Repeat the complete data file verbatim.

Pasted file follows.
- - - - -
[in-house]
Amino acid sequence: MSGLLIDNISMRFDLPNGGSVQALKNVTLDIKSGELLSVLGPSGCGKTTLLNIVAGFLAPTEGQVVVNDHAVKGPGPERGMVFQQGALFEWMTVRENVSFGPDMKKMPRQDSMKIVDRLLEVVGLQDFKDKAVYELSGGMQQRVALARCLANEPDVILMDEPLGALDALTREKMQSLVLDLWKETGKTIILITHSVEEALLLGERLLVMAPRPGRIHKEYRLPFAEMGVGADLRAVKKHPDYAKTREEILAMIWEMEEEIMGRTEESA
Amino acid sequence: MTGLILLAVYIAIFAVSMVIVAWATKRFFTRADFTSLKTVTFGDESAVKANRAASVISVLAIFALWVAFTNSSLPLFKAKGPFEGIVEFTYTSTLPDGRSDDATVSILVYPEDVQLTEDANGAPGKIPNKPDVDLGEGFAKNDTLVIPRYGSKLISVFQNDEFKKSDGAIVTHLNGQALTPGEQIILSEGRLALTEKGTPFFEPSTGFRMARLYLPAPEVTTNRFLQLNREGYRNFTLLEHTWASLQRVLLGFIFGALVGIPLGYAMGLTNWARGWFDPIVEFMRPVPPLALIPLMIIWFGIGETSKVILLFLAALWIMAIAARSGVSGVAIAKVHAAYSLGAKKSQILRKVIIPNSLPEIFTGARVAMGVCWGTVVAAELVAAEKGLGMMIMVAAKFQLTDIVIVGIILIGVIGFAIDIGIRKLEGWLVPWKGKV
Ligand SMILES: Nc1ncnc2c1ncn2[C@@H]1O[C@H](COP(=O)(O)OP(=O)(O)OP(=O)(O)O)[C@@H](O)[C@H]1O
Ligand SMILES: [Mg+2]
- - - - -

[in-house]
Amino acid sequence: MSGLLIDNISMRFDLPNGGSVQALKNVTLDIKSGELLSVLGPSGCGKTTLLNIVAGFLAPTEGQVVVNDHAVKGPGPERGMVFQQGALFEWMTVRENVSFGPDMKKMPRQDSMKIVDRLLEVVGLQDFKDKAVYELSGGMQQRVALARCLANEPDVILMDEPLGALDALTREKMQSLVLDLWKETGKTIILITHSVEEALLLGERLLVMAPRPGRIHKEYRLPFAEMGVGADLRAVKKHPDYAKTREEILAMIWEMEEEIMGRTEESA
Amino acid sequence: MTGLILLAVYIAIFAVSMVIVAWATKRFFTRADFTSLKTVTFGDESAVKANRAASVISVLAIFALWVAFTNSSLPLFKAKGPFEGIVEFTYTSTLPDGRSDDATVSILVYPEDVQLTEDANGAPGKIPNKPDVDLGEGFAKNDTLVIPRYGSKLISVFQNDEFKKSDGAIVTHLNGQALTPGEQIILSEGRLALTEKGTPFFEPSTGFRMARLYLPAPEVTTNRFLQLNREGYRNFTLLEHTWASLQRVLLGFIFGALVGIPLGYAMGLTNWARGWFDPIVEFMRPVPPLALIPLMIIWFGIGETSKVILLFLAALWIMAIAARSGVSGVAIAKVHAAYSLGAKKSQILRKVIIPNSLPEIFTGARVAMGVCWGTVVAAELVAAEKGLGMMIMVAAKFQLTDIVIVGIILIGVIGFAIDIGIRKLEGWLVPWKGKV
Ligand SMILES: Nc1ncnc2c1ncn2[C@@H]1O[C@H](COP(=O)(O)OP(=O)(O)OP(=O)(O)O)[C@@H](O)[C@H]1O
Ligand SMILES: [Mg+2]